One Percent for Art Ordinance: in Philly, a percentage of all public construction costs must go to art

In Hawthorne Park at 12th and Catharine in South Philadelphia, this lectern was commissioned to commemorate a speech in 1965 that Martin Luther King Jr. gave on that spot when it was a housing project. It was funded as part of the city’s ‘One Percent for Art’ ordinance.

Visiting the freshly renovated Hawthorne Park in South Philadelphia recently had me reading casual references to this city’s celebrated, half-century old One Percent for Art Ordinance. Though I’ve come to know it and it’s often called a major reason for this city’s reputation for public art, I haven’t been able to find much writing of its roots.

Since so many other cities have followed this trend, I thought it was worth sussing out where the idea originated.

Continue reading One Percent for Art Ordinance: in Philly, a percentage of all public construction costs must go to art

A reporter is only as good as his sources (are organized)

The old saying goes that a reporter is only as good as his sources.

To tell or find a story, one needs to have the resources and access to perspective and insight. In my few years as a journalist, I’ve taken considerable effort to build relationships and gather sources.

That mostly amounted to piles and piles of business cards. Thankfully, two tools have allowed me to take considerable control over that mess.

First, almost since the very beginning of my collecting sources in college, I have obsessively updated my contacts in my Gmail account, including emails, phone numbers, even birthdays and mailing addresses when possible. Taking it further, I include headshots and a description of when I first met the person and what their relevance is, to ease my ability to remember the person.

Second and most recently, with my first smartphone and Macbook following this and this,I’m able to sync those Gmail contacts to my phone, allowing me to have access to those contacts more readily, as I try to develop as many text and Gchat relationships, it’s proven a great tool.

Which is good, because as important as it is to have good sources, it doesn’t matter if you can’t find them.

District 172: John Perzel coverage for NEast Philly, funded by JLab


Though I took part in three of 14 JLab-funded Philadelphia Enterprise Reporting Fund projects, first announced here last fall, I led one of them.

For Northeast Philadelphia hyperlocal NEast Philly, I helped lead the editorial direction of a project called District 172: the politics of change after state Rep. John Perzel.

Following the indicted former state Speaker of the House, whose corruption trial has been postponed until the fall, we covered what the impact the loss of a 30-year state leader would be on his district, particularly a small swath that had served as his political base.


Find all the coverage here.

I had the following roles:

Who is teaching the next generation of journalists?

Editors have been cut. I assume there are more young journalists freelancing and those with staff jobs can’t be getting the same attention. College journalism professors are almost all naturally inclined to a generation no longer here.

Who the hell is teaching the next generation of journalists?

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I hate PR-infused e-mail quotes

Some folks in public relations relish the opportunity for their clients to respond to journalists in e-mail.

The message can be crafted, measured and direct. Really, it ought to be a great opportunity, but most times, in my experience, I see the difference between a wizard in media manipulation and some hack. The lessons are for reporters and PR reps alike.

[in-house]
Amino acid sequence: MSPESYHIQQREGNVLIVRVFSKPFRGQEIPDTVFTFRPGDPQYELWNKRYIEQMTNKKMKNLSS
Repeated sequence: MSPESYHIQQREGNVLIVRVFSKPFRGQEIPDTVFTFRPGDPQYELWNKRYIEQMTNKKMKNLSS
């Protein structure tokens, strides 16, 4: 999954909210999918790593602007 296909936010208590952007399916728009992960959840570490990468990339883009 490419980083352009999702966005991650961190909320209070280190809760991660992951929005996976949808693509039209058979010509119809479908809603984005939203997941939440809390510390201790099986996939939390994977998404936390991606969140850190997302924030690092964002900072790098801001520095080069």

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My 10 favorite journalist bloggers

There are blogs and there are bloggers. There are mainstream blogs and there are those that aren’t.

Blogging, in my mind, isn’t necessarily, but a new transition that is one part of a test of big media. Can they develop and innovate quickly enough?

Below find my 10 favorite journalist bloggers: reporters associated with a mainstream medium who actively blog.

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My five favorite pieces of journalism ever (and of 2008)

Ever think about the best stories you’ve ever read?

What’s special about newsprint is how we clip those stories. We save them. I wanted to collect my favorite journalism pieces of my short life and share them with you. I have wanted to do this for sometime.

Below, find my five favorite and a slew of my favorites from 2008, more generally than my favorite Philadelphia pieces of the year that I shared earlier this month.

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SHRM: Smart Wireless Connectivity Key to Data Protection

My first story for the Society of Human Resource Management magazine appeared online yesterday. It focuses on the dangers that face mobile employees who use unsecured wireless networks and what human resource professionals need to know about the trends.

You can’t read it because it’s by subscription. Instead, I’ll give you my lede and what I cut from my first clip in a trade publication.

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Newest BNET Energy-industry blogger, me

Talk to me in a few weeks. I ought to be some sort of expert on the global energy industry.

Largely on the back of my internship with the Philadelphia Business Journal and my blogging experience in a variety of venues, I am proud to say that I’ve gotten a gig blogging on the energy industry for BNET Industries, an industry-news provider and subsidiary of CBS Interactive.

That means I have a steady alternative revenue stream – for the time being. It isn’t full-time, so no health insurance, but for a freelance journalist, it’s a golden gig to get some steady money (more tips like that in a future post).

Continue reading Newest BNET Energy-industry blogger, me